The result is an even more compelling multi-purpose proposition.
There’s still something very special about a place behind the wheel of a Discovery, the characteristically high driving position giving you a great view out over the vast square bonnet. In contrast to more car-like rivals, it’s not a cockpit-like experience with all the controls angled towards you as they would be in, say a Range Rover Sport. This is different - a place of command.
You’d have to be quite a Land Rover enthusiast to spot the visual changes that differentiate this updated Discovery from the original version of the fourth generation model. The Discovery has its own timeless roadway presence, so the huge slab-like bonnet, the stepped roof and the wrap effect that characterises the rear side windows – all these things are present and correct.
For the first time in this model’s history, the spaced-out lettering here no longer says ‘LANDROVER’ but ‘DISCOVERY’. Discovery, it seems, is to become a Land Rover sub-brand, just as Range Rover is. This car has received a few well chosen visual tweaks to keep it looking fresh. So there are smarter headlamps, a glossier radiator grille and foglight surrounds, restyled bumpers and more rounded door mirrors.
When in the design’s progression from second to third generation status, 17. 6cms were added to the body length. This turned it from a cramped five-seater with two occasional extra berths to a proper seven-seat SUV unrivalled in its segment for space and comfort.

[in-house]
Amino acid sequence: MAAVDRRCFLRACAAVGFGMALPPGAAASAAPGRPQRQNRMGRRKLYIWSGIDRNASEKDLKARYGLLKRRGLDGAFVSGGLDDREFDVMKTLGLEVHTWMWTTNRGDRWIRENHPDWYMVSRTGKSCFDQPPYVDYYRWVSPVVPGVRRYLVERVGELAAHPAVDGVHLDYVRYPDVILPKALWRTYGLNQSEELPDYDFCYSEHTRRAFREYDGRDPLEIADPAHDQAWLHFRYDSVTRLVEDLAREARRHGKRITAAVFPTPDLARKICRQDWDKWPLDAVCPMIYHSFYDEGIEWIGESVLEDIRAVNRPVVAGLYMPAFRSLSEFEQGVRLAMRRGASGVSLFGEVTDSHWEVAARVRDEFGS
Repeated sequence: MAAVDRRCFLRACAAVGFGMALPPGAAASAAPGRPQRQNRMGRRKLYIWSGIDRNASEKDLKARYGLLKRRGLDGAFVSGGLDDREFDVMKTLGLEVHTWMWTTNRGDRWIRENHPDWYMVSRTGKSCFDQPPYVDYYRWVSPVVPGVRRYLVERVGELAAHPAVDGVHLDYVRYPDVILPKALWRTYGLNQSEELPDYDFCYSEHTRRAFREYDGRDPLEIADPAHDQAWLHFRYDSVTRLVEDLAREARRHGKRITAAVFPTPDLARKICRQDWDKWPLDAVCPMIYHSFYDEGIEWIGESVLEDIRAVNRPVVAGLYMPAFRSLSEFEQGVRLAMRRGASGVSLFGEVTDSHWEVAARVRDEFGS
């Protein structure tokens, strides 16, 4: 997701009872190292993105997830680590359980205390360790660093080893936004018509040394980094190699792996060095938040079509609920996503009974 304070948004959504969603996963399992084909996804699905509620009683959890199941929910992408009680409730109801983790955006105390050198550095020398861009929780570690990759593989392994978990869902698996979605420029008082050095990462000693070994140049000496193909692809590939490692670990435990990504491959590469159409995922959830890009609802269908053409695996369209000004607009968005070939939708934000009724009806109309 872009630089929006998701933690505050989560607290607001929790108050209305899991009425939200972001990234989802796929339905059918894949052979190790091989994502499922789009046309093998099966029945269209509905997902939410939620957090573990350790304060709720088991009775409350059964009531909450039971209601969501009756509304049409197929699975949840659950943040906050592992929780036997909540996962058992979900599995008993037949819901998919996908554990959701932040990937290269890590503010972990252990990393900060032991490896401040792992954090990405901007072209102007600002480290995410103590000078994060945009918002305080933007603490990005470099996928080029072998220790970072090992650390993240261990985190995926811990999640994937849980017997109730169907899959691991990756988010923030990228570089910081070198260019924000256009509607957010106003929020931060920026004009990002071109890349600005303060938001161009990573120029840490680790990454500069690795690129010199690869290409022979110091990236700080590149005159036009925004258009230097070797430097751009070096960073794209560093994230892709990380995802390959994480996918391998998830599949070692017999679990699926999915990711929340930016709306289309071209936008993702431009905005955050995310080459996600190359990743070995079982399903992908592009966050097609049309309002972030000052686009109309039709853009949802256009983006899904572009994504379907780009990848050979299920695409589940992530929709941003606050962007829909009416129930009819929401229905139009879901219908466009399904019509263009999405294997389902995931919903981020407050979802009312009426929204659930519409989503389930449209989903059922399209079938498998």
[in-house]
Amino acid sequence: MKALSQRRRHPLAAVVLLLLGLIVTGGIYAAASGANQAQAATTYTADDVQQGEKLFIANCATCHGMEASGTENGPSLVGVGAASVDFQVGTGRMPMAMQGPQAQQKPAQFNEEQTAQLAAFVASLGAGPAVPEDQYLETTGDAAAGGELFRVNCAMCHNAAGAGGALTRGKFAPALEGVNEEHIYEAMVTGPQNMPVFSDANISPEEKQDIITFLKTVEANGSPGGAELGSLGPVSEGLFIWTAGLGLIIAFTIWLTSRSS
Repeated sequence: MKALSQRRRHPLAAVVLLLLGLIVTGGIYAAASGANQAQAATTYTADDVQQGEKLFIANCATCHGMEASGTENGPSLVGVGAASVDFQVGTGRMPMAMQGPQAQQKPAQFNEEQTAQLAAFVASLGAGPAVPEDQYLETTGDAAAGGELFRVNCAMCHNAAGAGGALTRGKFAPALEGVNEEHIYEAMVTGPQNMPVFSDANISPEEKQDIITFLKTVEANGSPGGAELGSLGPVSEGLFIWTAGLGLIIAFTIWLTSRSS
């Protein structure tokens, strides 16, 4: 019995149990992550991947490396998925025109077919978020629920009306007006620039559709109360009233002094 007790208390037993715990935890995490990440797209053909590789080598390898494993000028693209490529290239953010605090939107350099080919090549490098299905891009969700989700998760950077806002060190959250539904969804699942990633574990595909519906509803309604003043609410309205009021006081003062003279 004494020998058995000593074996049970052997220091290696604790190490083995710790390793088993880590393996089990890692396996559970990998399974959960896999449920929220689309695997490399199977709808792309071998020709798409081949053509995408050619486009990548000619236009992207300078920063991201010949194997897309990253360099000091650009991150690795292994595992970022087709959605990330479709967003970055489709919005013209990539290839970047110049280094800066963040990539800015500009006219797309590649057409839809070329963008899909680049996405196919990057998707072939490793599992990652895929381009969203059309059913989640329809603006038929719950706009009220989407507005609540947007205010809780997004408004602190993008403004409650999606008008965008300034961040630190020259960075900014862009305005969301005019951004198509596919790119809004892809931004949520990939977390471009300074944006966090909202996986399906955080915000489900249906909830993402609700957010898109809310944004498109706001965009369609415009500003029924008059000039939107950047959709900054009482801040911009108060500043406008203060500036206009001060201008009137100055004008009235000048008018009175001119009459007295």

And at the wheel? Well how far you climb up into the commanding seat will depend on whether you’ve set the air suspension in its easy access mode which lowers the car by 50mm to make getting in a touch easier. Once you’re in, you’ll find a cabin that’s a bit like the outside, less sporty and sophisticated and more durable and commanding. The infotainment touchscreen that on all but base-trimmed models dominates the centre of the dash is a little cluttered and complicated to use until you get used to it. Having said all that, the cabin quality is certainly nicer than it used to be with stitched leather and soft-touch plastics much in evidence. And there are lovely touches like the rotary chromed gear lever that rises elegantly out of the fascia on start-up, just in front of the Terrain Response panel that takes pride of place at the base of the centre console.
The cargo bay is accessed via a neat asymmetrically-split two-piece aluminium tailgate, so in true Range Rover style, you can use it as a picnic seat or a viewing platform, plus there’s the added advantage that you need only raise the top part if you’re putting in small items. If you’re accessing the whole luggage area, there’s 280-litres if all three seating rows are in place, 1192-litres if the third row seats are folded and a class-leading 2,558-litres if both second and third rows are flat.
There’s a clever, classless feel about the Discovery that nothing else can quite replicate, with the sheer depth of capability that’s constantly tempting you into finding reasons to test it – to enjoy what it can do. A uniquely capable car of its kind and a British success story that we should be proud of.